True, at 18 years old you’re kind of bullet proof right? But even people who might be beginning to notice their age (and lifestyle) catching up on them are, I think, just as likely to briefly skim the headline, have something register in the back of their mind along the lines of ‘yeah, that’s what I’ve been told for years’ and then skip to the business section of the Herald. And government? It’s not like research like this would ever influence a governement who is more concerned with obesity surgery rather than obesity prevention. So a storm in a tea cup in our little corner of the world. If eating crap food actually hurt the way walking out in front of a bus did, then perhaps people would care more about what they ate, and take more notice of what is reported in the news. If you’re reading this then you’re in the minority. However, Grant reminded me on our run this morning that the more people like us write blog posts and bang on about nutrition and health, the more it will penetrate down those that need to hear it most.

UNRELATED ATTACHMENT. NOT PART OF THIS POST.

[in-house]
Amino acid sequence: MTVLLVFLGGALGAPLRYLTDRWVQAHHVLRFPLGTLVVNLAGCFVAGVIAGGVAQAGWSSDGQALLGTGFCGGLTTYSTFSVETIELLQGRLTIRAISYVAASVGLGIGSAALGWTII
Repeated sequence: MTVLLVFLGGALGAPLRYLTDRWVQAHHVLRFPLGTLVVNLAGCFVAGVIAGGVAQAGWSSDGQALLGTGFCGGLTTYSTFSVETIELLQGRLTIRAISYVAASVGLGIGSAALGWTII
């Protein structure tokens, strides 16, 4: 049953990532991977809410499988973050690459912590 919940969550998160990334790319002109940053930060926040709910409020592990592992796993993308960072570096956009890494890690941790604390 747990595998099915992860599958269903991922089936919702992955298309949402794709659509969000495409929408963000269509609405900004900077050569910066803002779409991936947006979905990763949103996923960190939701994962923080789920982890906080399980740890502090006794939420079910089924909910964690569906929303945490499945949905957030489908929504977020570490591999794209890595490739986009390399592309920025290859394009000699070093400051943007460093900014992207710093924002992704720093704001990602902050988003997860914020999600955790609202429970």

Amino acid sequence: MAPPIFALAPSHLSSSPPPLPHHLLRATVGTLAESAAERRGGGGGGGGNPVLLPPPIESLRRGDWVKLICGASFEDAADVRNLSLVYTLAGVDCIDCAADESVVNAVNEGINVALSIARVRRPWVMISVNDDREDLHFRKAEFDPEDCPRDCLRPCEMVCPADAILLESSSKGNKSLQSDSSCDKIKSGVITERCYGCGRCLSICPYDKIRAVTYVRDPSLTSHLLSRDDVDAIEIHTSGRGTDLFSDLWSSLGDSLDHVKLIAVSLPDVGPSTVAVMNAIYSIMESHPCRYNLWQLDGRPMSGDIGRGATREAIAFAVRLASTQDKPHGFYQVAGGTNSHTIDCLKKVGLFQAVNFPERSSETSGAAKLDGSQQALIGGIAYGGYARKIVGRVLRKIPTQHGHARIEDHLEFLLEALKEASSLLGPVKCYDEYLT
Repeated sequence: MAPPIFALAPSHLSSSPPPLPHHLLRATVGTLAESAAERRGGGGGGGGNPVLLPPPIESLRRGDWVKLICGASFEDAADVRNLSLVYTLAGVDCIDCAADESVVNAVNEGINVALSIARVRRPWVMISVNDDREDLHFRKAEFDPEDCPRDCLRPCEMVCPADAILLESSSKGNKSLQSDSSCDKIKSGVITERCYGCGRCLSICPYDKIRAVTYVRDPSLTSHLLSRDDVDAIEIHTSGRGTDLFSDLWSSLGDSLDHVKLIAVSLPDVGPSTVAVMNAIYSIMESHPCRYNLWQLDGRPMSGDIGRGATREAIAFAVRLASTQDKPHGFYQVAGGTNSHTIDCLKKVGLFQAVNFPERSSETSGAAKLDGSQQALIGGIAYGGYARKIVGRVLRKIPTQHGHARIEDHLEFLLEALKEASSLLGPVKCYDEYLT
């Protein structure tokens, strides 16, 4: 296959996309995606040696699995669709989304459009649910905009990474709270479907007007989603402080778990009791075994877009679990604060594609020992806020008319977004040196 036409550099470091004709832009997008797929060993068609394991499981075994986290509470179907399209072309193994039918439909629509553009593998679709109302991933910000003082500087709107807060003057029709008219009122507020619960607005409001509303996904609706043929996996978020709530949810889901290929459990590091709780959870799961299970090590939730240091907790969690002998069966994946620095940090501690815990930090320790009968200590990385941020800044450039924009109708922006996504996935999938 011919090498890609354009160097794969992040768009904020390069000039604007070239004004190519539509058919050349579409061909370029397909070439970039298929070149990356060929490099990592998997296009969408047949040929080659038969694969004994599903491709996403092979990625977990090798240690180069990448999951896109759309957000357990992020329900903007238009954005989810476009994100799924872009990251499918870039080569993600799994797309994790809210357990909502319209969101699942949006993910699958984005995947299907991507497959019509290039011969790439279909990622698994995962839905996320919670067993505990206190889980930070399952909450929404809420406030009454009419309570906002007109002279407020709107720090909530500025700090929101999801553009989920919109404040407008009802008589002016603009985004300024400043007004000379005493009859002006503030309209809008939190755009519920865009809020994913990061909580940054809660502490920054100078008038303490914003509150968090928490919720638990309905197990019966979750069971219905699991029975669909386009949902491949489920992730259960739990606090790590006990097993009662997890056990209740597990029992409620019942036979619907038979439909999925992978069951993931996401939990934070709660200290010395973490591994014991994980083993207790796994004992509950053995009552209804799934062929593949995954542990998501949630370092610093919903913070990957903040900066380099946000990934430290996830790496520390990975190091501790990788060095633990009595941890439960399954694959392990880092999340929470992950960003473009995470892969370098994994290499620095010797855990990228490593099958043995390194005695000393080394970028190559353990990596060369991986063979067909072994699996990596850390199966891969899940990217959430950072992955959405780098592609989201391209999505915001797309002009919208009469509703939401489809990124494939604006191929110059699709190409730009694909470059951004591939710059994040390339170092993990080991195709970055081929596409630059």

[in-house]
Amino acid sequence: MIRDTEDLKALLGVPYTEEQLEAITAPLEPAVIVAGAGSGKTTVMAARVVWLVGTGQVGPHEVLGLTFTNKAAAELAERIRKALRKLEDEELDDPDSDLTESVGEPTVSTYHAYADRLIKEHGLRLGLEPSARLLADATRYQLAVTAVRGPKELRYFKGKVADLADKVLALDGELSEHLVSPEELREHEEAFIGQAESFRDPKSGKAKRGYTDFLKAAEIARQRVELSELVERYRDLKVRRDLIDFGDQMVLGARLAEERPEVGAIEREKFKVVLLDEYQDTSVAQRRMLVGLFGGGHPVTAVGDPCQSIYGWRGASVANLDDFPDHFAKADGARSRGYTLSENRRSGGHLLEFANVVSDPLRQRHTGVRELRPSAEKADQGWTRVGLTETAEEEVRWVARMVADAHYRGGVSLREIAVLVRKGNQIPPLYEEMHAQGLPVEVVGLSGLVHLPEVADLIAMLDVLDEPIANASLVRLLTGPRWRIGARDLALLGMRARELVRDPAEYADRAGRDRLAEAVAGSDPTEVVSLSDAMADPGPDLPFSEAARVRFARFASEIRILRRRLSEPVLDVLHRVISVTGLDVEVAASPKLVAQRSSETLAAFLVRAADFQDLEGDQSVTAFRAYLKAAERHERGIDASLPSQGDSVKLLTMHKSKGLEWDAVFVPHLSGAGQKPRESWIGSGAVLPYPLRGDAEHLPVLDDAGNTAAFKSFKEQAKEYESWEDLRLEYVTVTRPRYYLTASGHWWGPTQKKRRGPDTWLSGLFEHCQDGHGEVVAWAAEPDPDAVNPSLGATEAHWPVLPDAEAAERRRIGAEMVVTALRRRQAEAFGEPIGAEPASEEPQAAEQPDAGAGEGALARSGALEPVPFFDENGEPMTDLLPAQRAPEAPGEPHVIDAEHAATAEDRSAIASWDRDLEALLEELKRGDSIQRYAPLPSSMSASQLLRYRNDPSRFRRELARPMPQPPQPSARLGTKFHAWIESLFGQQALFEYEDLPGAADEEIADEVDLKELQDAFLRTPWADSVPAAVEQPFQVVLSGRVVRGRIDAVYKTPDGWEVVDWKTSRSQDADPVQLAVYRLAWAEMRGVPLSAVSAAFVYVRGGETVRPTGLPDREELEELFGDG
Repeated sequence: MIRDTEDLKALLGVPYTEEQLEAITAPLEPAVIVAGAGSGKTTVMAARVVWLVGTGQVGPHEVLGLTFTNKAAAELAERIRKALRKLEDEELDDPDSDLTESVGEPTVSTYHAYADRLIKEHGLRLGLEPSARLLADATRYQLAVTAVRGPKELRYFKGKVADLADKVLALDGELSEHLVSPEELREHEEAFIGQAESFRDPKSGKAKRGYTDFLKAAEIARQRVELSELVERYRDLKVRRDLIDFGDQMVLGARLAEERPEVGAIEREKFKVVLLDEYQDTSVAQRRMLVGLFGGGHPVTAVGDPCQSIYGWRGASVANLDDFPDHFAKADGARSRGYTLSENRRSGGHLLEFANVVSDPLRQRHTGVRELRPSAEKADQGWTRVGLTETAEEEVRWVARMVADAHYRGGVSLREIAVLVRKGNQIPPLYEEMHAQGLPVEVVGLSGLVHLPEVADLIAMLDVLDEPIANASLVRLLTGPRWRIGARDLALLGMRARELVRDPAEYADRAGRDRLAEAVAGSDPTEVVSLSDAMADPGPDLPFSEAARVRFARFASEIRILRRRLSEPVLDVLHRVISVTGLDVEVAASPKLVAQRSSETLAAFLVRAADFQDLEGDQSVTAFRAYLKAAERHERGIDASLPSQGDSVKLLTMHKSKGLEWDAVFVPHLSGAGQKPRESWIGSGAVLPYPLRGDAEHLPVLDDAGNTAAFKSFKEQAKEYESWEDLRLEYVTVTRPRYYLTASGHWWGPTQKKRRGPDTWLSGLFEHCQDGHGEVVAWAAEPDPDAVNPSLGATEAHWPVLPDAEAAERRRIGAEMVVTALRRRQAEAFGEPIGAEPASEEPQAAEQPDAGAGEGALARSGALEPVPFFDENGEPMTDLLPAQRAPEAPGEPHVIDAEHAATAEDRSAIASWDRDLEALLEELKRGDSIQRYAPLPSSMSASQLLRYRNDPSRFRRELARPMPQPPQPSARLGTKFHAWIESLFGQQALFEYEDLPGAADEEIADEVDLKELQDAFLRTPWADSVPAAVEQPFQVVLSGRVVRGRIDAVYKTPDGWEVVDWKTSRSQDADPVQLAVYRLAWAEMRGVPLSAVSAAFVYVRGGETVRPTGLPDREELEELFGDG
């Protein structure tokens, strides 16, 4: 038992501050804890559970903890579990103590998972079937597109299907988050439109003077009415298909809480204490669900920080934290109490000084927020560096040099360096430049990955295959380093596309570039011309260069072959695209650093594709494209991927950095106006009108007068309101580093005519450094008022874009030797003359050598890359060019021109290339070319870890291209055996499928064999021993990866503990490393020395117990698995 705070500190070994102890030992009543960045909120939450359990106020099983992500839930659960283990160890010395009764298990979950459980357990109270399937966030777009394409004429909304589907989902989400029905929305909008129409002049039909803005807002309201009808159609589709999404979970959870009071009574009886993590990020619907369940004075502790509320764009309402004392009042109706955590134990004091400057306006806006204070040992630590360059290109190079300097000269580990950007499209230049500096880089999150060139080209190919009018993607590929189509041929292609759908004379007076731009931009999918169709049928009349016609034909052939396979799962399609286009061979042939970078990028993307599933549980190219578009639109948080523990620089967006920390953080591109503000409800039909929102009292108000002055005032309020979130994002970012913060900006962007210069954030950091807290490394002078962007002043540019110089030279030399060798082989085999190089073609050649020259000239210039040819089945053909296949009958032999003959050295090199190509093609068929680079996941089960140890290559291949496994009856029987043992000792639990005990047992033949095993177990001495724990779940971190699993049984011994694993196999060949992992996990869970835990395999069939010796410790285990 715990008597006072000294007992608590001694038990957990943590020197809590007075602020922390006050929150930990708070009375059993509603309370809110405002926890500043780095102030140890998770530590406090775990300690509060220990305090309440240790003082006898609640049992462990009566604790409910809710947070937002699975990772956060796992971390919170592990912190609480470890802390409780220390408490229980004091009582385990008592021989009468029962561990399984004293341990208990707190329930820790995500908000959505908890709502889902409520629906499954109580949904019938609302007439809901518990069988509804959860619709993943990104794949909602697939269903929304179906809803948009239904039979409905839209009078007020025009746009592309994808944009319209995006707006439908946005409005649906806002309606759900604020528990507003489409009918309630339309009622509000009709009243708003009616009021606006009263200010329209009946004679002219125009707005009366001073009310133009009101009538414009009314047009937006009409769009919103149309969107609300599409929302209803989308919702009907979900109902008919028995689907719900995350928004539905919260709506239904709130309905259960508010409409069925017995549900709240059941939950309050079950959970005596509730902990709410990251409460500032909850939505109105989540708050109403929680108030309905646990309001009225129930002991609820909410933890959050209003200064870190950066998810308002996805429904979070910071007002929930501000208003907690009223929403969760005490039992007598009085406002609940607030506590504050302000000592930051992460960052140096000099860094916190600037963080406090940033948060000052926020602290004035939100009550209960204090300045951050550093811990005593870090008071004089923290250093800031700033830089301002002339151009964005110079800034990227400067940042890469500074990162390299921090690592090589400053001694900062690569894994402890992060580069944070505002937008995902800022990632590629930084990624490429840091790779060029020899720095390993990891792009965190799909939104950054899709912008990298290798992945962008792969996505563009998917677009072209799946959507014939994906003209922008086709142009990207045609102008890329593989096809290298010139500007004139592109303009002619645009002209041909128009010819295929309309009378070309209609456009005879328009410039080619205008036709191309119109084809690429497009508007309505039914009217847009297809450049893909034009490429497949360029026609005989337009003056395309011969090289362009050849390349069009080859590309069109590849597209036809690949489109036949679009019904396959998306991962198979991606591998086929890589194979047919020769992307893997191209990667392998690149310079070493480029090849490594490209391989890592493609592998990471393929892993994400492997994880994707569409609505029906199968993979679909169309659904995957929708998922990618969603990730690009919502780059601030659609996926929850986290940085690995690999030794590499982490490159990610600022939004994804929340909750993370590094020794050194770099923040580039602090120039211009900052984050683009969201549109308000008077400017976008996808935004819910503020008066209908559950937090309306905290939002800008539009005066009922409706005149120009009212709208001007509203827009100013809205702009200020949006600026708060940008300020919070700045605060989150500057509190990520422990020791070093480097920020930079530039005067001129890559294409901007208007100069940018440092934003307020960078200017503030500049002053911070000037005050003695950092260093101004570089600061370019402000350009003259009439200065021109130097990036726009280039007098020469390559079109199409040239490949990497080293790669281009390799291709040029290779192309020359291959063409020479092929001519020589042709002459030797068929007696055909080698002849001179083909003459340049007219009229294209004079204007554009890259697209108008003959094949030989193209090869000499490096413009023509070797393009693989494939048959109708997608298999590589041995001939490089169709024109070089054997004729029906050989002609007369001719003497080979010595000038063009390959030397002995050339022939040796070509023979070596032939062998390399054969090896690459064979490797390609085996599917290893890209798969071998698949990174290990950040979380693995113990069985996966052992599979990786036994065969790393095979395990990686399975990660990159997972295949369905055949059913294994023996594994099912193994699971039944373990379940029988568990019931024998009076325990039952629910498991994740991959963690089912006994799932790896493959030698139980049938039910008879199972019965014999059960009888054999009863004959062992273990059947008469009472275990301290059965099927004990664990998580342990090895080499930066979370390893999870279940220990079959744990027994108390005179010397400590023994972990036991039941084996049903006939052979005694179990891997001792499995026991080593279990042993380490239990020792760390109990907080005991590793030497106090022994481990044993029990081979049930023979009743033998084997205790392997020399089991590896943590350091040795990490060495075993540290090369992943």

Anyway. Back to you and stabilising your blood sugars throughout the day after your awesome training run this morning (or in prep for your afternoon session – or actually just for life in general). I’ve spoken about eggs before. I love them. I hope you do too. I’ve covered good breakfast options that include a good deal of protein so I encourage you to go back to this post and try some if you’re looking for a protein boost in your breakfast meal. Lunch is an area where a lot of people struggle. Often people go light on the protein and are starving by 3pm. Let that not be you. I’ve mentioned a few of these ideas before, but they are worth repeating.